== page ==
"flower"). It originated in America in the 18th century but was fairly uncommon until 1964, when it was popularized by the main character on the television show 'Bewitched'.
SAMAR f Arabic
Means "evening conversation" in Arabic, from the root سَمَرَ (samara)
meaning "to talk in the evening".
SAMARA f English (Modern), Portuguese (Brazilian)
Possibly derived from the name of the city of Samarra (in Iraq) or Samara (in Russia). The former appears in the title of the novel 'Appointment in Samarra' (1934) by John O'Hara, which refers to an ancient Babylonian legend about a man trying to evade death. Alternatively, this name could be derived from the word for the winged seeds that grow on trees such as maples and elms.... [more]
SANDRA f Italian, English, French, Spanish, Portuguese, German, Dutch, Swedish, Norwegian, Danish, Icelandic, Latvian, Lithuanian, Polish, Slovene, Croatian, Serbian, Macedonian, Czech, Romanian
Short form of ALESSANDRA
. It was introduced to the English-speaking world by author George Meredith, who used it for the heroine in his novel 'Emilia in England' (1864) and the reissued version 'Sandra Belloni' (1887). A famous bearer is the American actress Sandra Bullock (1964-).
SANELA f Croatian
Apparently derived from Latin sana
SANG m & f Korean
From Sino-Korean 常 (sang)
meaning "common, frequent, regular" or other characters that are pronounced similarly.
SANGO f Popular Culture
Means "coral" in Japanese. This name is used in the Japanese comic book and television show 'InuYasha'.
SAORI f Japanese
From Japanese 沙 (sa)
meaning "sand" or 早 (sa)
meaning "already, now" combined with 織 (ori)
meaning "weaving". Other kanji combinations can also form this name.
SAPPHIRA f Biblical
From the Greek name Σαπφειρη (Sappheire)
, which was from Greek σαπφειρος (sappheiros)
meaning "sapphire" or "lapis lazuli" (ultimately derived from the Hebrew word סַפִּיר (sappir)
). Sapphira is a character in Acts in the New Testament who is killed by God for lying.
SARA f Greek, Spanish, Italian, Portuguese, Catalan, Swedish, Norwegian, Danish, Icelandic, Finnish, German, French, Dutch, Slovene, Croatian, Serbian, Macedonian, Polish, English, Hebrew, Arabic, Persian, Bosnian
Form of SARAH
used in various languages.
SARAH f English, French, German, Hebrew, Arabic, Biblical, Biblical Hebrew
Means "lady, princess, noblewoman" in Hebrew. In the Old Testament this is the name of Abraham
's wife, considered the matriarch of the Jewish people. She was barren until she unexpectedly became the pregnant with Isaac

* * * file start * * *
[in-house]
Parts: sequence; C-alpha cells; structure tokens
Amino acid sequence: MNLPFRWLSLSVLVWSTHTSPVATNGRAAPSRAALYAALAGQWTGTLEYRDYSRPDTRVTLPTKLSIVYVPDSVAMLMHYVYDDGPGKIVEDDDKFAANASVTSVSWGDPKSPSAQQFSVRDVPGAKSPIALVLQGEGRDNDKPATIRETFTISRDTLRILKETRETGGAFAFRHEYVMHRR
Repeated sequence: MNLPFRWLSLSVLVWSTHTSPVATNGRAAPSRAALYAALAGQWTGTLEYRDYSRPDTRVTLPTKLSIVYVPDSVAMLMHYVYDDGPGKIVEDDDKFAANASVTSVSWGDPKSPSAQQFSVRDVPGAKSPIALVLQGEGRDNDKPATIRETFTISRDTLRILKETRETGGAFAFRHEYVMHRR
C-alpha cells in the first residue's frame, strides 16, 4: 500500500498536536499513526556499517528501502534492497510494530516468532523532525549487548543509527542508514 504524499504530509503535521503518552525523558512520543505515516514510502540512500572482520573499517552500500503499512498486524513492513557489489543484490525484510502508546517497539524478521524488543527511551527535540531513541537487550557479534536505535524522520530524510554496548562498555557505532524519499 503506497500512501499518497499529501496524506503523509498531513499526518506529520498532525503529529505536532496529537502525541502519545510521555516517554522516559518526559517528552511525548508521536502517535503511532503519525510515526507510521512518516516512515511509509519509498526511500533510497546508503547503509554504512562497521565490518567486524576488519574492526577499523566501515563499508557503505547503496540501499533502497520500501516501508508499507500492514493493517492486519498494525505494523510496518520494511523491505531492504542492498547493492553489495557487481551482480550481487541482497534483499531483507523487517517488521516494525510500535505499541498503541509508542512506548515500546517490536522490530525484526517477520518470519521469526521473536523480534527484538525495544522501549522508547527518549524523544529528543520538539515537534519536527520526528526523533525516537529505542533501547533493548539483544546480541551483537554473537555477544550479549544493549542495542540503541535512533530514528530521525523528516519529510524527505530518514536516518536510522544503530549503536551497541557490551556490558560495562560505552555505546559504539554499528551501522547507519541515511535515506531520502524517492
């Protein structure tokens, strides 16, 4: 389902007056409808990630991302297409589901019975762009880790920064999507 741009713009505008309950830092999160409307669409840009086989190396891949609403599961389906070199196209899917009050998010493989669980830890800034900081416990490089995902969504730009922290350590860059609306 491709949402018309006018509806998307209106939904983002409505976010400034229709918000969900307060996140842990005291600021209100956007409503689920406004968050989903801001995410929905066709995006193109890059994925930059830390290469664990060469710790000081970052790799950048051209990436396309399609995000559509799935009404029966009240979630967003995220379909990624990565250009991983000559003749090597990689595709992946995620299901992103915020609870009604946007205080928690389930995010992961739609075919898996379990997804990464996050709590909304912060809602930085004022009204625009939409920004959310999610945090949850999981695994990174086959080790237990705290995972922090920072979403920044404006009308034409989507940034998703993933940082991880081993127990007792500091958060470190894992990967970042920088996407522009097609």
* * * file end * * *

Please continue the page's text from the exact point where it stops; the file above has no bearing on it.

at the age of 90. Her name was originally Sarai
, but God changed it at the same time Abraham's name was changed (see Genesis 17:15).... [more]
SARIAH f Mormon
Possibly from an alternate reading of Hebrew שׂריה
). In the Book of Mormon this is the name of Lehi's wife.
SARIKA f Indian, Hindi, Marathi
From a Sanskrit word referring to a type of thrush (species Turdus salica) or myna bird (species Gracula religiosa).
ŠÁRKA f Czech
Meaning unknown. In Czech legend Šárka was a maiden who joined other women in declaring war upon men. She tricked the men by having herself tied to a tree, and, after they came to her rescue, offering them mead laced with a sleeping potion. After the men fell asleep the other women slew them.
SAROLT f Hungarian (Rare)
From the Old Hungarian name Saroldu
, probably of Turkic origin meaning "white weasel, ermine". This was the wife of the 10th-century Hungarian grand prince Géza
SASKIA f Dutch, German
From the Germanic element sahs
"Saxon". The Saxons were a Germanic tribe, their name ultimately deriving from the Germanic word sahs
SATI f Hinduism
Means "truthful" in Sanskrit. In Hindu belief this was the name of a goddess, a wife of Shiva
. After her death she was reborn as the goddess Parvati
SATOMI f Japanese
From Japanese 里 (sato)
meaning "village" or 聡 (sato)
meaning "intelligent, clever, bright" combined with 美 (mi)
meaning "beautiful". Other kanji combinations are possible.
SAVANNAH f English
From the English word for the large grassy plain, ultimately deriving from the Taino (Native American) word zabana
. It came into use as a given name in America in the 19th century. It was revived in the 1980s by the movie 'Savannah Smiles' (1982).
SAVITRI f Hinduism, Indian, Hindi, Marathi
Means "relating to the sun" in Sanskrit. This is the name of a hymn dedicated to Savitr, a Hindu sun god, and it is also the name of his daughter. It is borne by several other characters in Hindu epics, including a wife of Brahma
, a wife of Shiva
, and a daughter of Daksha. In the Hindu epic the 'Mahabharata' it is borne by King Satyavan's wife, who successfully pleas with Yama, the god of death, to restore her husband to life.
SAWDA f Arabic
Possibly means "palm-tree garden" in Arabic. This was the name of a wife of the Prophet Muhammad
SAYAKA f Japanese
From Japanese 沙 (sa)
meaning "sand" or 紗 (sa)
meaning "thread, silk" with 也 (ya)
meaning "also" or 耶 (ya)
, an interjection, combined with 香 (ka)
meaning "fragrance" or 加 (ka)
meaning "increase". This name can also be composed of other kanji combinations. It is often written using the hiragana writing system.
SAYURI f Japanese
From Japanese 小 (sa)